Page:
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3 Easy And Natural Cures For Diabetic Nerve Pain

Kokuro / Everyday Roots

On top of the serious health risks diabetes patients face every day, they also live with plenty of irritations.

Watching your blood sugar levels carefully, pricking your fingers with lancets, and obsessively managing your diet become regular habits.

But one of the worst symptoms of diabetes is also the most common: nerve pain.

Half of diabetes patients say they live with numbness and pain in their hands and feet.

If you're living with this nagging pain, you can find relief. Start with these three natural cures:

1. Capsaicin cream or patches

Capsaicin is normally found in hot peppers, but this spicy ingredient has lots of creative uses in medicine.

The spice has a special ability to block pain signals from your nerves.

Capsaicin patches for foot pain.Alibaba

In a study of diabetes patients who used capsaicin patches on their feet, almost 20% reported feeling relief from their worst symptoms.

But before you use capsaicin patches, or a homemade capsaicin rub, check with your doctor.

The spicy, burning treatment can sometimes cause allergic reactions and heat sensitivity.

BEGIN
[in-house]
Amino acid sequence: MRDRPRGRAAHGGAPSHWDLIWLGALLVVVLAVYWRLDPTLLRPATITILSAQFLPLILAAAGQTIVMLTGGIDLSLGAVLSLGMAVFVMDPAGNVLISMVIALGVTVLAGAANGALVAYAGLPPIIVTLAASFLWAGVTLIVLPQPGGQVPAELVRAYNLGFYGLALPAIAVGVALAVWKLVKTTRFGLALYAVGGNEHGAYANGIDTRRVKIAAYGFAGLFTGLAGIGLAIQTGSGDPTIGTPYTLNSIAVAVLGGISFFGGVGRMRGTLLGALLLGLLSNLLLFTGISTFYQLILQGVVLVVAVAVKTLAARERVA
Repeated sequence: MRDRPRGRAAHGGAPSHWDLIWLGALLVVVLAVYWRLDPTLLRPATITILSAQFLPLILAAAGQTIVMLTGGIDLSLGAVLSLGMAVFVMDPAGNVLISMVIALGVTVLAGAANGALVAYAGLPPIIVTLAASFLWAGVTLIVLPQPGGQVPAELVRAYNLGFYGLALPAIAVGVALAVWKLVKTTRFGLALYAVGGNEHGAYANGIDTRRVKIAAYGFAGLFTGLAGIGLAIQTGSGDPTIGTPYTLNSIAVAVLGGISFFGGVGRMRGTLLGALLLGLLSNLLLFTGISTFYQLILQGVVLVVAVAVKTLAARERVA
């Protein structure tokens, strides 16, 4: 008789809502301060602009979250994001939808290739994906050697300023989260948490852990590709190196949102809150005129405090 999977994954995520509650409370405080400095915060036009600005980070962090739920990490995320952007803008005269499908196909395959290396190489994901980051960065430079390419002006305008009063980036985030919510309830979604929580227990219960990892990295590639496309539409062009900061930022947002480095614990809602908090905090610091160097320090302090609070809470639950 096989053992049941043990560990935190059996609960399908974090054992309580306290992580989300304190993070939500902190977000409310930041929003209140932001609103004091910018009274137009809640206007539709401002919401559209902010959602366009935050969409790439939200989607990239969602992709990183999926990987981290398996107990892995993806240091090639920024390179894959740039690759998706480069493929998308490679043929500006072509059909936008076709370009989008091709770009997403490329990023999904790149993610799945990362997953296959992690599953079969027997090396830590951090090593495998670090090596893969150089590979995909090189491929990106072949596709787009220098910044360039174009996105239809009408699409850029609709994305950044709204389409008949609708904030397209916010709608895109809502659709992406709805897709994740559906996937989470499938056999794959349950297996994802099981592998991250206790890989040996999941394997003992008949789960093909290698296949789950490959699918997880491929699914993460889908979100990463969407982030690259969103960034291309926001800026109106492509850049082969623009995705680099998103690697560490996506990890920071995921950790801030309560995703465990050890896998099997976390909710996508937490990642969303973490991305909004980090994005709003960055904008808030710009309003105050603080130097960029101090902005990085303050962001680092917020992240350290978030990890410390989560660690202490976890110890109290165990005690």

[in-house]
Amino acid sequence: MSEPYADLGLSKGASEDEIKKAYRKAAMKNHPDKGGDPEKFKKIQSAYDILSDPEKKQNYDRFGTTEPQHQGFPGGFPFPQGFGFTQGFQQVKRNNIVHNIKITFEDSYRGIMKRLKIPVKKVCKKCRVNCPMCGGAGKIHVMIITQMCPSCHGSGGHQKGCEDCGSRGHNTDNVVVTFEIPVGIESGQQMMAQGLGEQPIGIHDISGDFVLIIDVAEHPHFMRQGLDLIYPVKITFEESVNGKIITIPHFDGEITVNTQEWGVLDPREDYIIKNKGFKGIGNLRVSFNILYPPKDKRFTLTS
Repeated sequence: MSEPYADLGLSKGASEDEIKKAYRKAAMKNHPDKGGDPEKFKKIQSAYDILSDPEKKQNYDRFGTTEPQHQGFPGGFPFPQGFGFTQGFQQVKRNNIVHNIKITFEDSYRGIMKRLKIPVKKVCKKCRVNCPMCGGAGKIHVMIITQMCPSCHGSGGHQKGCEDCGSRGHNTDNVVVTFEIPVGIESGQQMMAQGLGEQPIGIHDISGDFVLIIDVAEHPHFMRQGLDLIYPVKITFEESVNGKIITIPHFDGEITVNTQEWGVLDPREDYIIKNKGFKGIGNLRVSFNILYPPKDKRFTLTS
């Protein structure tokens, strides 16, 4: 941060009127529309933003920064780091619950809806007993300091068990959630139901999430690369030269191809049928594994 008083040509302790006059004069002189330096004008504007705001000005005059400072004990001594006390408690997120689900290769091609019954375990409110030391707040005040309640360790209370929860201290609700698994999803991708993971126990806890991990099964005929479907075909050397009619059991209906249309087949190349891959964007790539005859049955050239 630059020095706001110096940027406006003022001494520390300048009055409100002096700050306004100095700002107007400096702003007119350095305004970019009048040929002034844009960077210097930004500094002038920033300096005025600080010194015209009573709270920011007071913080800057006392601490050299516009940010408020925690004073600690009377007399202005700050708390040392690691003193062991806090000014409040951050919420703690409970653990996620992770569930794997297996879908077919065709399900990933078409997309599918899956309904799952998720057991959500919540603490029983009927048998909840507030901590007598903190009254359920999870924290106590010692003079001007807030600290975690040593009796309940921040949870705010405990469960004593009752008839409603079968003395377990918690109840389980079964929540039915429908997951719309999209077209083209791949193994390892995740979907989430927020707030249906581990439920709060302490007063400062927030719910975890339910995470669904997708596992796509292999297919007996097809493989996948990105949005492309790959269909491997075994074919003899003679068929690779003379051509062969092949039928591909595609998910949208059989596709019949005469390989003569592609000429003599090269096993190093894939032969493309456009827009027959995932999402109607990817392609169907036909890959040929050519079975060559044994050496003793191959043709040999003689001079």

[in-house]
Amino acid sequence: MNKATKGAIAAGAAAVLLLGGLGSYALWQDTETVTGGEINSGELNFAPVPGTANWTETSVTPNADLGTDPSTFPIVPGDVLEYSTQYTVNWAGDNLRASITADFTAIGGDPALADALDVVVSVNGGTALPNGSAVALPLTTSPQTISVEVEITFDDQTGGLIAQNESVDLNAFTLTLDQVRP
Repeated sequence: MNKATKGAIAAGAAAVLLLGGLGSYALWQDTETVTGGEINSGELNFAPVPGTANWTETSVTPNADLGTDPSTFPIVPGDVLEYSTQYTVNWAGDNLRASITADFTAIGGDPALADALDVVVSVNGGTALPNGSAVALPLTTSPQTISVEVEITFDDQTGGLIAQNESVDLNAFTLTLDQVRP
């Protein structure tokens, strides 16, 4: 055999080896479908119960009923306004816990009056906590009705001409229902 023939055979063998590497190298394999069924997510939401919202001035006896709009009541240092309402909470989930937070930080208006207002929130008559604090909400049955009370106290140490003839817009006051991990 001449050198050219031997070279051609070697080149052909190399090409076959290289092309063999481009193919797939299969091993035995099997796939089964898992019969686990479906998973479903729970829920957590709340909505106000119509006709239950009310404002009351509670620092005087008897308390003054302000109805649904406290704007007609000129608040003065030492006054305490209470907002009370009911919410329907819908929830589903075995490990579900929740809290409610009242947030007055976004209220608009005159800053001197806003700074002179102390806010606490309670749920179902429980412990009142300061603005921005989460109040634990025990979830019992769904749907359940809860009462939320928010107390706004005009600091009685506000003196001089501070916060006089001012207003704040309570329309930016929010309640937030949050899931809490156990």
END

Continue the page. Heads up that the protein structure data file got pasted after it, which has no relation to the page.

It's also not safe if you have open wounds or cuts on your feet.

2. Alpha-lipoic acid

This supplement is an anti-inflammatory and an antioxidant that treats diabetic nerve pain in two important ways.

It can ease the pain in your hands and feet, and also helps regulate your blood sugar (which also reduces nerve pain).

A study found that taking 600 milligrams daily improved nerve pain symptoms by 19% after only five weeks.

3. Manage your blood sugar levels

This cure isn't easy or sexy, but it is effective.

Once you're diagnosed with diabetic nerve pain your doctor will normally prescribe pain-relieving medicine, or in some cases antidepressants which also relieve pain.

Medication can soothe nerve pain, but not reverse or slow down nerve damage caused by high blood sugar.

Managing your blood sugar helps to control nerve pain.Wikimedia

To do that, you'll need to make some lifestyle changes:

  • Add regular exercise - even very gentle exercise - to your daily routine
  • Eat a healthy diet, including fruit and vegetables with very few processed foods.
  • Quit smoking, which also constricts your blood vessels and adds to nerve pain.

You can manage your foot pain in other ways, including by keeping your feet clean and dry.

Diabetes patients are prone to wounds on their feet, so keep on top of yours and check for cuts and blisters regularly.

Finally, invest in special clothing, including arm and foot braces, or diabetic shoes and socks, to protect your body.

Which treatment do you rely on for your nerve pain?

[H/T: Mayo Clinic, Health Line, WebMD]

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